International Labor Organization - ILO
The International Labour Organization (ILO) is an agency of the United Nations that deals with labour issues pertaining to international labour standards and decent work for all. Its headquarters are in Geneva, Switzerland. Its secretariat — the people who are employed by it throughout the world — is known as the International Labour Office. The organization received the Nobel Peace Prize in 1969. It has no power to impose any sanctions on governments. The International Labour Organization is the specialised agency of the United Nations which seeks the promotion of social justice and internationally recognised human and labour rights. It was founded in 1919 and is the only surviving major creation of the Treaty of Versailles which brought the League of Nations into being and it became the first specialised agency of the UN in 1946. Membership and organization :
The ILO was the first specialized agency that associated with the UN in the year 1946. The constitution of the ILO offers that any nation which has a membership in the UN can become a member of the ILO. This should be done by informing the Director General that it accepts all the obligations of the ILO constitution. Members include states that were members on 1 November 1945, when the organization's new constitution came into effect after World War II. In addition, any original member of the United Nations and any state admitted to the U.N. thereafter may join. Other states can be admitted by a two-thirds vote of all delegates, including a two-thirds vote of government delegates, at any ILO General Conference.As of 2012, Members of the ILO are 185 of the UN members. Governing Body
The Governing Body decides the agenda of the International Labour Conference, adopts the draft programme and budget of the organization for submission to the conference, elects the director-general, requests information from member states concerning labour matters, appoints commissions of inquiry and supervises the work of the International Labour Office.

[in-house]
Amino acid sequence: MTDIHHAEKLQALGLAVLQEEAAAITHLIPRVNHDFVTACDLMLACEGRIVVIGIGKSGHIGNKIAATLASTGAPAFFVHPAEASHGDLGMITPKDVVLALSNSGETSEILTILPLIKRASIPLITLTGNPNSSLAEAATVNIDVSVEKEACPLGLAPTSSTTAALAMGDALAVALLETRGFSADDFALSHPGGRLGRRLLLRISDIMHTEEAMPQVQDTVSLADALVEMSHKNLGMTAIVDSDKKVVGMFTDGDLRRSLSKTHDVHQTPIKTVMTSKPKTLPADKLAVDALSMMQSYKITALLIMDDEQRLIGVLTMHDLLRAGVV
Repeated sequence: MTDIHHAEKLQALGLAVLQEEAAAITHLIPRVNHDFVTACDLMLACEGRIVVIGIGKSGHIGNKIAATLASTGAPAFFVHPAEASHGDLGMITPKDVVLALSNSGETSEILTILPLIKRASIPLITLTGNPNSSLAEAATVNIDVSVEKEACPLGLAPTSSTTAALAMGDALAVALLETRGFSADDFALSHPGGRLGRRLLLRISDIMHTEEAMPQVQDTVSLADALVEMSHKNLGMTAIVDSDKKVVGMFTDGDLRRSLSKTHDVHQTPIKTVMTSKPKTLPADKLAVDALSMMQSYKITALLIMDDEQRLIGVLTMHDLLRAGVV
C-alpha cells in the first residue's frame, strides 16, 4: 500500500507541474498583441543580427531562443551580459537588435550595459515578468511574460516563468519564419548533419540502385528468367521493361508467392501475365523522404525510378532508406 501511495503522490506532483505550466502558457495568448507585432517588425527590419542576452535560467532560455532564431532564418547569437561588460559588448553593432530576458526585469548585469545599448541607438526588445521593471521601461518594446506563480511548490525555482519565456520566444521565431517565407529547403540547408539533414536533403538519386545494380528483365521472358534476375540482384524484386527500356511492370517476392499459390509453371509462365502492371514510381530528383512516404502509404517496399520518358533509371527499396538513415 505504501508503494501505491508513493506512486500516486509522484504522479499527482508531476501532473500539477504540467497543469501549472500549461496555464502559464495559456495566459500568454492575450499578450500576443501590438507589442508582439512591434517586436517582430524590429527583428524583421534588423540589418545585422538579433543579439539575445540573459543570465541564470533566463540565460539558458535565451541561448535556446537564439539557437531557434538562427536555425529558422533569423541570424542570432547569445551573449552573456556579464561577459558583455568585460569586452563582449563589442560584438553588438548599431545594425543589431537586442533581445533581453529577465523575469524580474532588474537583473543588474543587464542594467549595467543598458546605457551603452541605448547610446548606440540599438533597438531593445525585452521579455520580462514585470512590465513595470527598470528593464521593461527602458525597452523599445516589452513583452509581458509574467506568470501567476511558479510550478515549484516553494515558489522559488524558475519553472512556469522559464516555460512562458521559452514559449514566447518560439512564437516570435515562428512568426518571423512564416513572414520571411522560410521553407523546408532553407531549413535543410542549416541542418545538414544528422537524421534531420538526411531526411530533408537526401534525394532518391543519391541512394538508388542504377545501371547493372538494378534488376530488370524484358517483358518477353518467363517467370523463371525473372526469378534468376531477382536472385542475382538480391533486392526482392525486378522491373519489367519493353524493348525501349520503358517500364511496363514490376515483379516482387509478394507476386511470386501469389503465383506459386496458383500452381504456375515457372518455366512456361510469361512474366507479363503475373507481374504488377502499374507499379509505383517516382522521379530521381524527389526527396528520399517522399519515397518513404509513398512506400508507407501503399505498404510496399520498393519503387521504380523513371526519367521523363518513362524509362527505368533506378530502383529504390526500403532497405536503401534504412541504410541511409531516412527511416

International Labour Conference
The ILO organizes the International Labour Conference in Geneva every year in June, where conventions and recommendations are crafted and adopted. Also known as the parliament of Labour, the conference also makes decisions on the ILO's general policy, work programme and budget. Each member state is represented at the conference by four people: two government delegates, an employer delegate and a worker delegate. All of them have individual voting rights, and all votes are equal, regardless of the population of the delegate's member state. The employer and worker delegates are normally chosen in agreement with the "most representative" national organizations of employers and workers. Usually, the workers' delegates coordinate their voting, as do the employers' delegates.Despite its position in the ILO, every delegate has the same right, and the employer and worker delegate can work against its government delegates or work against each other.
The four strategic objectives of the ILO are:
* Promote and realize fundamental principles and rights at work * Create greater opportunities for women and men to secure decent employment and income * Enhance the coverage and effectiveness of social protection for all * Strengthen Tripartism and Social Dialogue
• formulate international policies and programmes aimed at promoting fundamental human rights, improving living and working conditions and developing employment opportunities • Establish international labour standards aimed at directing national action towards the implementation of fundamental principles and rights at work • Develop a wide technical cooperation programme at the international level • Implement training, education, research and publication programmes in support of other means of action.
The Organization engages in:
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